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Boehner dodges criticism on NRCC Benghazi fundraising

The House Speaker implied he won't call on the Republicans' campaign arm to stop raising money on the Benghazi investigation.
By Gabrielle Levy   |   May 8, 2014 at 5:30 PM   |   Comments

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WASHINGTON, May 8 (UPI) -- A fundraising campaign from the National Republican Congressional Committee did little to deflect criticism that the GOP is leveraging the 2012 terrorist attack in Benghazi for political purposes.

Rep. Trey Gowdy, R-S.C., the newly appointed chair of a special select panel to investigate the Sept. 11, 2012 attack, touted the effort as one that "transcends politics" on Wednesday.

But moments after his comments, the NRCC sent out an email blast, urging supporters to donate to become a "Benghazi Watchdog."

"Benghazi was a coverup. Let's demand answers," the email says. "Let's go after Obama & Hillary Clinton."

Despite Gowdy's calls for the NRCC to abandon the campaign, the group isn't backing down. And House Speaker John Boehner, the de-facto leader of his party, made no indication he would encourage the NRCC to do so.

At his weekly press conference on Capitol Hill Thursday morning, Boehner repeatedly dodged questions about the disconnect between Gowdy's comments and the fundraising campaign.

Reporter: "Speaker Boehner, four Americans died in Benghazi, should the NRCC fundraise off of your efforts with the Select Committee?"

Boehner: "Our focus is on getting the answers to those families who lost their loved ones. Period."

Reporter: "But should the NRCC -- they're fundraising off of it right now. Is that -- ?"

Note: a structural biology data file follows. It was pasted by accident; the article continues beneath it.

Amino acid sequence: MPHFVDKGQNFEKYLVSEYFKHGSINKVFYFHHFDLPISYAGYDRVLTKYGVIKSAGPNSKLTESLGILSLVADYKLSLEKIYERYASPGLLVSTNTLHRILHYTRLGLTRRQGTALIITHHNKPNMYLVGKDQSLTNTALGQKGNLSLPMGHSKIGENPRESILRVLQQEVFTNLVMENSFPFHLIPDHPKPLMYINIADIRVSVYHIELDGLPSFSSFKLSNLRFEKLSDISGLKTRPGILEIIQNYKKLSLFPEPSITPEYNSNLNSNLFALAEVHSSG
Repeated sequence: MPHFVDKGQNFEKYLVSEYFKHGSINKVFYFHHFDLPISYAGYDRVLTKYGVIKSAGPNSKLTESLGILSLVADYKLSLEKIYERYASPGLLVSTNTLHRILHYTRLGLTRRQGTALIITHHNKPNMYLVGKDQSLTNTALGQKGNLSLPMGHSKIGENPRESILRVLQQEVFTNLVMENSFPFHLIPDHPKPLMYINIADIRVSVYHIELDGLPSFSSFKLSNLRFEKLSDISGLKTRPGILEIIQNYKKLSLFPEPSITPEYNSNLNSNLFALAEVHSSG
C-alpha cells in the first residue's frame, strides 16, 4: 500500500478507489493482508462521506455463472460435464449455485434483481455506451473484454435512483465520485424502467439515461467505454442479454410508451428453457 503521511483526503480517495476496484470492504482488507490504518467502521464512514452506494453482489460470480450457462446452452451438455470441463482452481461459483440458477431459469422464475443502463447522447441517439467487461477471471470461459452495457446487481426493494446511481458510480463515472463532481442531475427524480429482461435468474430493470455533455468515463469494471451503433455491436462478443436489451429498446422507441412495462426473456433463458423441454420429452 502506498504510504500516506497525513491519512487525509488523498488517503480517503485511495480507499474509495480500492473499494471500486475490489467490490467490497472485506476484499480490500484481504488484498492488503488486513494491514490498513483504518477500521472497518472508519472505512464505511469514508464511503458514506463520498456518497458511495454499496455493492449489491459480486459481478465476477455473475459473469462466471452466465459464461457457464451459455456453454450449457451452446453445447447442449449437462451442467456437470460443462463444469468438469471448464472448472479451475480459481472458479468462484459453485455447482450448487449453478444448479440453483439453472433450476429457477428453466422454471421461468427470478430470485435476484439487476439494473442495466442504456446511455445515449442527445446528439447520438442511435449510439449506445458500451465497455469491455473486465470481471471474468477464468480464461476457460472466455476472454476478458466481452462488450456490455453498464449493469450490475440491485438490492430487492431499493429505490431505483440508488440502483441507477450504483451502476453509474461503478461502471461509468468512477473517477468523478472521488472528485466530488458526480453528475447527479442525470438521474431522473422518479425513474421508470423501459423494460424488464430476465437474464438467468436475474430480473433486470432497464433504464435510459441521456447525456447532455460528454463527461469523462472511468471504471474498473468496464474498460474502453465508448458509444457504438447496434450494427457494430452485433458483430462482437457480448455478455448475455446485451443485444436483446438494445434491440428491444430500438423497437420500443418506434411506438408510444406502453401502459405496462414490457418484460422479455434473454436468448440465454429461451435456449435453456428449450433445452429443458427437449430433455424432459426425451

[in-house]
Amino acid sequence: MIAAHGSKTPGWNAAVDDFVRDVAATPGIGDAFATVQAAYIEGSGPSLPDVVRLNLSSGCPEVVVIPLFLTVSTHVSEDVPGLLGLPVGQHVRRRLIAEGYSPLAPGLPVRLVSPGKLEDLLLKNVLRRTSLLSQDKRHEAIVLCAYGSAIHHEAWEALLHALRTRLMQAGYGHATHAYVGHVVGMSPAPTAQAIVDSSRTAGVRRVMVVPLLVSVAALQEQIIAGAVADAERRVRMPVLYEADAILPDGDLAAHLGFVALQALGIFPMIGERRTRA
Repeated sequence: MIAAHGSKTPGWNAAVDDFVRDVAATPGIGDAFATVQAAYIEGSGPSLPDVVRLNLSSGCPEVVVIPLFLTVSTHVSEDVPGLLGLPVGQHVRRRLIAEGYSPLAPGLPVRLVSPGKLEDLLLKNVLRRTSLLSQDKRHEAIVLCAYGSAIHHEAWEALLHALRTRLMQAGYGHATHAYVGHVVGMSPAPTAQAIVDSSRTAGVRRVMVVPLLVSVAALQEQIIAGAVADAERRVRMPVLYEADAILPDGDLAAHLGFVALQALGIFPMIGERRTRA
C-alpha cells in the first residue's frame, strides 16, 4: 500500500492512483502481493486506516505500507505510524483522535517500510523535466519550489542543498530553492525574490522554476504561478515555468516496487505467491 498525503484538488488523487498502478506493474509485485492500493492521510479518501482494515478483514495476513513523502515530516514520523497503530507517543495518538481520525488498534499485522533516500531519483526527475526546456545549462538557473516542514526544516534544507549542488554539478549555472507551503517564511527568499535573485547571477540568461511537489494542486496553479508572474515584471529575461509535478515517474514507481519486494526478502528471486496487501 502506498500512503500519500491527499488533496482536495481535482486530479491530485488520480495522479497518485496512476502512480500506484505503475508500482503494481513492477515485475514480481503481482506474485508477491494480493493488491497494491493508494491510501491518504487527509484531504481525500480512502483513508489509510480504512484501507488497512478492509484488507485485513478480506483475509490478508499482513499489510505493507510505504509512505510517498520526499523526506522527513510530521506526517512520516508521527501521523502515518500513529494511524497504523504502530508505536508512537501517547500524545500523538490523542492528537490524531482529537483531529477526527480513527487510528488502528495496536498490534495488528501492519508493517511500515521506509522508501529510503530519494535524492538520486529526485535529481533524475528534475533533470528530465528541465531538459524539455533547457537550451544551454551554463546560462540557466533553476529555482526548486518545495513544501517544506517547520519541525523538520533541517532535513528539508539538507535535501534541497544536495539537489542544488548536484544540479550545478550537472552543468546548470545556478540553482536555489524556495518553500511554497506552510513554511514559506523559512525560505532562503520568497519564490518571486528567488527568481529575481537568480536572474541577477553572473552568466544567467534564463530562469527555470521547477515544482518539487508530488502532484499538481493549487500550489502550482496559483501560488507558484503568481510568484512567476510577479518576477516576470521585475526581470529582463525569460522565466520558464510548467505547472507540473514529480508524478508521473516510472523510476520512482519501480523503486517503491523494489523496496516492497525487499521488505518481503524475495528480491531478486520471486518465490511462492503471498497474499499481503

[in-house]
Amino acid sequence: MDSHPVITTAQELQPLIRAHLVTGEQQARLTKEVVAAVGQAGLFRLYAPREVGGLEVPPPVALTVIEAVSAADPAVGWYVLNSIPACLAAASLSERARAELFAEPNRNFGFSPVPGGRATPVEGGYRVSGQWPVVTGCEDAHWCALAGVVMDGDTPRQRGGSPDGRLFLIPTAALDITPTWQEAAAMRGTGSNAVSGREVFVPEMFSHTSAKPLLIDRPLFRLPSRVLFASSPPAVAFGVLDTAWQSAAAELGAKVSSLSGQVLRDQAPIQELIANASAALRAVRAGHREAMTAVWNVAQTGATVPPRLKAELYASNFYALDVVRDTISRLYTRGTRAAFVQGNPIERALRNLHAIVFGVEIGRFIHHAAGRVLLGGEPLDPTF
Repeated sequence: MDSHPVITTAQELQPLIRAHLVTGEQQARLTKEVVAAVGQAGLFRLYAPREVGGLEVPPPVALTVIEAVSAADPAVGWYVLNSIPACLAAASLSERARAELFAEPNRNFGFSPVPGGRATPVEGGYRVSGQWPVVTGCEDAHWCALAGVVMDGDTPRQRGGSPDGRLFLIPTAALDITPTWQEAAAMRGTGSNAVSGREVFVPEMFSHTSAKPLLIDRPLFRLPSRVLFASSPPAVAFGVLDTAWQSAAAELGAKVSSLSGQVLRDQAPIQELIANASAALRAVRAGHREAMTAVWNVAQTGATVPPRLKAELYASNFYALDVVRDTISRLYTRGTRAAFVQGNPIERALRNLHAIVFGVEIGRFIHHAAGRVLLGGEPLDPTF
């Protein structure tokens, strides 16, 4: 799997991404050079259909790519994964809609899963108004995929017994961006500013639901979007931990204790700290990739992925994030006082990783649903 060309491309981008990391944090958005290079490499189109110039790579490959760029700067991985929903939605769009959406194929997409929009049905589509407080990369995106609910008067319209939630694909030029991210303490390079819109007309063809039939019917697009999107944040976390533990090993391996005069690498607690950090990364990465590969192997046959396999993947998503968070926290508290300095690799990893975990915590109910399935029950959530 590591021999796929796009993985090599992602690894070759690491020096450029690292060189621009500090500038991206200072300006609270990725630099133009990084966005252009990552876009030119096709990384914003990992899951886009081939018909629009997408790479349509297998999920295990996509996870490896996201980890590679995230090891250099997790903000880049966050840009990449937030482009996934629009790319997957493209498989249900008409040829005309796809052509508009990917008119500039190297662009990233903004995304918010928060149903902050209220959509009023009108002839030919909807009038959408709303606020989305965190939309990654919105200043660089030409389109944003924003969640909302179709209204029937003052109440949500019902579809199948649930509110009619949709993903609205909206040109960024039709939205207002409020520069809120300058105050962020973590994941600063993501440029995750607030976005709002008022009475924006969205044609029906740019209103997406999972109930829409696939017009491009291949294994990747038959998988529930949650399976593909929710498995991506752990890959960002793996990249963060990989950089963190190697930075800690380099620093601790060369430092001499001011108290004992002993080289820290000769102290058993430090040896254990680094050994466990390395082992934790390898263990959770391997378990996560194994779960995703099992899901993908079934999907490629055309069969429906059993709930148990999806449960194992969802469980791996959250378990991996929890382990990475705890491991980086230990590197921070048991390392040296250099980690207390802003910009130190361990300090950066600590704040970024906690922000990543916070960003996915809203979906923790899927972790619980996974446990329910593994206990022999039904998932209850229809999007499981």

Boehner: "Our focus -- our focus is getting the truth for these four families, and for the American people."

Second reporter: "But the campaign committee, which you are very involved in, is fundraising off of this. Why is that happening?"

Boehner: "Our focus is for getting the truth for the American people and these four families."

Democrats have also accused House leadership of stacking the committee rules against them, to which Boehner said he thought the rules were "eminently fair."

In the nearly 21 months since the attack, in which Ambassador Christopher Stevens and three other Americans were killed at a CIA installation in Libya, investigations into the incident have frequently devolved into partisan squabbling.

Republicans accuse President Obama, then-Secretary of State Hillary Clinton and then-U.N. Ambassador Susan Rice of staging a cover-up to help Obama win re-election; Democrats say House Republicans have been trying to create a scandal out of what was simply a tragic event, and in particular, to tarnish Clinton ahead of the 2016 election.

Follow @gabbilevy and @UPI on Twitter.
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